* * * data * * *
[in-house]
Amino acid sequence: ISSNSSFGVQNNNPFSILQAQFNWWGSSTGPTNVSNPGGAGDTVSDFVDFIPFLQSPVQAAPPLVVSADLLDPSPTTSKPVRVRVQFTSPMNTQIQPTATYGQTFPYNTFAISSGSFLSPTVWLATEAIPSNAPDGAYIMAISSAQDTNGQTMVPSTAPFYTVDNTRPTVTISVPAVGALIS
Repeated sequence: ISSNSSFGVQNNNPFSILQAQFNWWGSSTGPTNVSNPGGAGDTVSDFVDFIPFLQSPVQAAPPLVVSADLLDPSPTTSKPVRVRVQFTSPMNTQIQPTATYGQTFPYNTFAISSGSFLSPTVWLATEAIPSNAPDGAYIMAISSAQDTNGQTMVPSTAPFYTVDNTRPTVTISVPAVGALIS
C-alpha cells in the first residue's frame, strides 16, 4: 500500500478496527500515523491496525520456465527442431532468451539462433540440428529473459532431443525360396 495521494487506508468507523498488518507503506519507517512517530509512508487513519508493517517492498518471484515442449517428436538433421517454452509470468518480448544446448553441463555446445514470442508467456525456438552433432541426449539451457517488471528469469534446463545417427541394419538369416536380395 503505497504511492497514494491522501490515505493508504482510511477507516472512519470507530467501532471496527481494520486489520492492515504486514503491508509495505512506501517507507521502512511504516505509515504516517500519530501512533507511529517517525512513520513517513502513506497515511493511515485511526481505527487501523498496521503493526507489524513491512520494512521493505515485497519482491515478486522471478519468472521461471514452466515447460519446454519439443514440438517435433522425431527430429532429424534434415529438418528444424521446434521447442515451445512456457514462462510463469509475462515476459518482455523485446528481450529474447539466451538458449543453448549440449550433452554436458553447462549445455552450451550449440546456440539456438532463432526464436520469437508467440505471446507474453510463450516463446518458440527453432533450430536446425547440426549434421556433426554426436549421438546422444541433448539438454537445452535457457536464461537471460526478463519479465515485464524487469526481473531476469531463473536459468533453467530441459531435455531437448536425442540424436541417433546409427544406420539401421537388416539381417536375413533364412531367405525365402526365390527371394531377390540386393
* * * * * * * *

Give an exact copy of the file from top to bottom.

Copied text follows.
[in-house]
Amino acid sequence: ISSNSSFGVQNNNPFSILQAQFNWWGSSTGPTNVSNPGGAGDTVSDFVDFIPFLQSPVQAAPPLVVSADLLDPSPTTSKPVRVRVQFTSPMNTQIQPTATYGQTFPYNTFAISSGSFLSPTVWLATEAIPSNAPDGAYIMAISSAQDTNGQTMVPSTAPFYTVDNTRPTVTISVPAVGALIS
Repeated sequence: ISSNSSFGVQNNNPFSILQAQFNWWGSSTGPTNVSNPGGAGDTVSDFVDFIPFLQSPVQAAPPLVVSADLLDPSPTTSKPVRVRVQFTSPMNTQIQPTATYGQTFPYNTFAISSGSFLSPTVWLATEAIPSNAPDGAYIMAISSAQDTNGQTMVPSTAPFYTVDNTRPTVTISVPAVGALIS
C-alpha cells in the first residue's frame, strides 16, 4: 500500500478496527500515523491496525520456465527442431532468451539462433540440428529473459532431443525360396 495521494487506508468507523498488518507503506519507517512517530509512508487513519508493517517492498518471484515442449517428436538433421517454452509470468518480448544446448553441463555446445514470442508467456525456438552433432541426449539451457517488471528469469534446463545417427541394419538369416536380395 503505497504511492497514494491522501490515505493508504482510511477507516472512519470507530467501532471496527481494520486489520492492515504486514503491508509495505512506501517507507521502512511504516505509515504516517500519530501512533507511529517517525512513520513517513502513506497515511493511515485511526481505527487501523498496521503493526507489524513491512520494512521493505515485497519482491515478486522471478519468472521461471514452466515447460519446454519439443514440438517435433522425431527430429532429424534434415529438418528444424521446434521447442515451445512456457514462462510463469509475462515476459518482455523485446528481450529474447539466451538458449543453448549440449550433452554436458553447462549445455552450451550449440546456440539456438532463432526464436520469437508467440505471446507474453510463450516463446518458440527453432533450430536446425547440426549434421556433426554426436549421438546422444541433448539438454537445452535457457536464461537471460526478463519479465515485464524487469526481473531476469531463473536459468533453467530441459531435455531437448536425442540424436541417433546409427544406420539401421537388416539381417536375413533364412531367405525365402526365390527371394531377390540386393